Credit Card Address Change Florida DMV

This next story is an example of one of the most common and simplest ways that thieves steal your identity. Recently a consumer became concerned when she did not receive her monthly statements from her credit card companies. She called them and discovered that an unauthorized person had changed the address on all of her accounts. It had been only two months since her last bill, yet thousands of dollars in charges had been racked up.address change florida dmv

It is actually quite simple to request an address change, especially if the thief has found or stolen your wallet or gained access to other personal information. Once the address is changed on an account, it could be months or longer before you even realize it. In that time, the thief could be making unauthorized purchases and you would never know. In cases where a credit card is paid off, the damage could be even worse. Since you don’t owe the credit card company money, you may be less likely to miss a statement or bill if it doesn’t arrive. That gives the thieves more time to make more unauthorized charges.

The best way to be sure that the address has not been changed on an account is to monitor it. Make sure you receive statements each month and if you don’t, call right away. Also, monitor your credit report regularly. If possible, sign up for a credit monitoring product but if you can’t or don’t want to do that, at least check it once a year from each of the credit reporting companies: Equifax ®, Experian® and TransUnion®.

  1. Change Your Name After Sex Change

In August, an Oklahoma judge rejected a person’s request to change his name from a masculine one to a feminine one. The petitioner wants to do so because he plans to have surgery to become a woman. The petitioner wanted to change his first name from James to Angela. The judge refused to do so because he concluded that the petitioner sought the new name for fraudulent purposes. The law governing name changes in the U.S. is quite lenient. It allows virtually any name change that is not for fraudulent purposes or highly confusing. For instance, a court in Nebraska permitted a man to change his name to “Tyrannosaurus Rex,” which the petitioner claimed he wanted in order to achieve more recognition for his business.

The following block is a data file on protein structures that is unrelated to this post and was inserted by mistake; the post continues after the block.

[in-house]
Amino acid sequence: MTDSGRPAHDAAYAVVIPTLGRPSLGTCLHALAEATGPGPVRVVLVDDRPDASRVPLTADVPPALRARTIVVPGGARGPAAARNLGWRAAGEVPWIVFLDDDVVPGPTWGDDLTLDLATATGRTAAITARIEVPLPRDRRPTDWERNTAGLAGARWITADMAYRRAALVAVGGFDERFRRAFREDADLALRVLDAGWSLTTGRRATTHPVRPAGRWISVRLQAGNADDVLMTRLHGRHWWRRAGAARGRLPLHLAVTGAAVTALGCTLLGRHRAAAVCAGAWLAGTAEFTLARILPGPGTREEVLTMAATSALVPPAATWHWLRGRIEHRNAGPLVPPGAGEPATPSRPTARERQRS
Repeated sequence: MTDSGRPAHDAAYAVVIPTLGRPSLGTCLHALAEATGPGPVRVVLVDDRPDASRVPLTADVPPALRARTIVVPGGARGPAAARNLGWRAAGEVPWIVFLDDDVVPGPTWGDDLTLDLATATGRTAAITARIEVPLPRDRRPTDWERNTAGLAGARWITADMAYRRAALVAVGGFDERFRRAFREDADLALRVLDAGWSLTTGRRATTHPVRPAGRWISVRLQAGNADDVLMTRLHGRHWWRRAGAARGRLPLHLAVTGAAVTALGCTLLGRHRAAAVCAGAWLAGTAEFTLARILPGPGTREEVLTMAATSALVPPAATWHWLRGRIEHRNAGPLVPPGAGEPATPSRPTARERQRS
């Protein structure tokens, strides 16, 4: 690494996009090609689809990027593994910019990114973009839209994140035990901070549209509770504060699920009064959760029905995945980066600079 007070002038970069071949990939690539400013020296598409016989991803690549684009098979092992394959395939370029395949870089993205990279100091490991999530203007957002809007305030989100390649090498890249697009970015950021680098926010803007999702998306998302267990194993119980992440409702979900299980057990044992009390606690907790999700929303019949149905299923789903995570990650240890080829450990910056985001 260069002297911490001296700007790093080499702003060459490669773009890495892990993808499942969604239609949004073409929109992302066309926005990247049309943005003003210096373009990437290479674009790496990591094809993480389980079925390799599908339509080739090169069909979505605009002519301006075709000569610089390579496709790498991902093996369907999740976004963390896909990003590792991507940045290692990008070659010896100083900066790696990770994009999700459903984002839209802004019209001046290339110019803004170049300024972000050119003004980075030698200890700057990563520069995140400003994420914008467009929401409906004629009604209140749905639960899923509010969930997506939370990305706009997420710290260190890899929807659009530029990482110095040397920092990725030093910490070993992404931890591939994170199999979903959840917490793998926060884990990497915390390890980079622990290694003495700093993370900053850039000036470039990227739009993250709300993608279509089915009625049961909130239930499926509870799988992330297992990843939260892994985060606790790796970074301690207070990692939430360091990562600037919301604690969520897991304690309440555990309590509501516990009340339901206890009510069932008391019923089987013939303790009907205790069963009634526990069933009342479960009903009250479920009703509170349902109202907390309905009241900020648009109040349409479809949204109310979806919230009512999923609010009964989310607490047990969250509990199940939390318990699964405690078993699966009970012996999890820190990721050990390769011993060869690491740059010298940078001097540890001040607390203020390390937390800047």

Typically, changing one’s name for fraudulent purposes would involve trying to escape debt or obtain property under a false identity. Thus, the judge’s decision that the change here would be fraudulent does not comport with the typical concept of fraud. Further, it seems clear that the change is sought to accommodate the petitioner’s new identity as a woman, especially absent any evidence that he is trying to avoid financial obligations. The decision also contradicts precedent — five other Oklahoma judges claim they routinely grant name changes for transgender petitioners. The petitioner in this case is very distraught over the decision. The judge grounded his decision in one scientist’s report and in the bible. He reasoned that gender reassignment surgery does not actually change someone’s gender because the person still has the same DNA, thus he is only an imitation of the opposite sex. The court cited a passage from Genesis that God made man and woman, and that the inalterability of someone’s DNA shows that God wants people to remain the same gender for their entire lives. He further supported his decision by stating he did not want to support legitimizing sex change. Here, the judge seems to have based his decision in politics rather than law because he is citing his disagreement with the practice of changing sex itself rather than citing law that distinctly states that someone may not change his name to coincide with a sex change.

In a similar decision one year earlier, the same judge stated that changing a name to coincide with a gender change was fraudulent because it could fool someone into believing the person is a woman, when the person is actually a man according to his DNA. He continued that such a change could also be fraud if police were investigating a wanted man, and the subject changed his name to a woman’s name. The petitioner in the latest case has been living as a woman for months. Her friends and partner address her as “Angela,” she dresses as a woman, and has been undergoing hormone therapy, although she has not been able to afford sexual reassignment surgery. The judge’s decision seems futile. It doesn’t actually help his cause of delegitimizing sex changes – he would need to influence lawmakers to help do so – the decision merely impairs one person’s desire to be who she believes she truly is.